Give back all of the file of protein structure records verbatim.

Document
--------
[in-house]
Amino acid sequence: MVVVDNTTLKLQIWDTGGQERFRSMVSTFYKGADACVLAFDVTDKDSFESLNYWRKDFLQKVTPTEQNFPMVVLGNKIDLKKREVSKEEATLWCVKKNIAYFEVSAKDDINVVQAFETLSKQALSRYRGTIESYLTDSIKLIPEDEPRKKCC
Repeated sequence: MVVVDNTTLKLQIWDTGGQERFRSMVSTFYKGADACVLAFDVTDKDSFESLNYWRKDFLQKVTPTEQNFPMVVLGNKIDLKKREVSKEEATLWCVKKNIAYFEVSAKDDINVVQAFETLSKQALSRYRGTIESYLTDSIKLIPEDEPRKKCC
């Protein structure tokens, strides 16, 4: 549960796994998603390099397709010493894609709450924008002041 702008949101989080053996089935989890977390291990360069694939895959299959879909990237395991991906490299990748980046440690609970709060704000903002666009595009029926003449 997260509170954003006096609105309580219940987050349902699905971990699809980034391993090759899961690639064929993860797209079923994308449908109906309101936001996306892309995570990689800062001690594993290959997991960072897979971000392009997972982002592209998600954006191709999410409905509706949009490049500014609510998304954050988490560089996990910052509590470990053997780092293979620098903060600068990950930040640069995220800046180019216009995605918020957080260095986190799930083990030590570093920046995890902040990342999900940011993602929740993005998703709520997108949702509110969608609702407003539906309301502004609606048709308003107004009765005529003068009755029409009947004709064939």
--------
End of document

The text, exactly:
[in-house]
Amino acid sequence: MVVVDNTTLKLQIWDTGGQERFRSMVSTFYKGADACVLAFDVTDKDSFESLNYWRKDFLQKVTPTEQNFPMVVLGNKIDLKKREVSKEEATLWCVKKNIAYFEVSAKDDINVVQAFETLSKQALSRYRGTIESYLTDSIKLIPEDEPRKKCC
Repeated sequence: MVVVDNTTLKLQIWDTGGQERFRSMVSTFYKGADACVLAFDVTDKDSFESLNYWRKDFLQKVTPTEQNFPMVVLGNKIDLKKREVSKEEATLWCVKKNIAYFEVSAKDDINVVQAFETLSKQALSRYRGTIESYLTDSIKLIPEDEPRKKCC
């Protein structure tokens, strides 16, 4: 549960796994998603390099397709010493894609709450924008002041 702008949101989080053996089935989890977390291990360069694939895959299959879909990237395991991906490299990748980046440690609970709060704000903002666009595009029926003449 997260509170954003006096609105309580219940987050349902699905971990699809980034391993090759899961690639064929993860797209079923994308449908109906309101936001996306892309995570990689800062001690594993290959997991960072897979971000392009997972982002592209998600954006191709999410409905509706949009490049500014609510998304954050988490560089996990910052509590470990053997780092293979620098903060600068990950930040640069995220800046180019216009995605918020957080260095986190799930083990030590570093920046995890902040990342999900940011993602929740993005998703709520997108949702509110969608609702407003539906309301502004609606048709308003107004009765005529003068009755029409009947004709064939």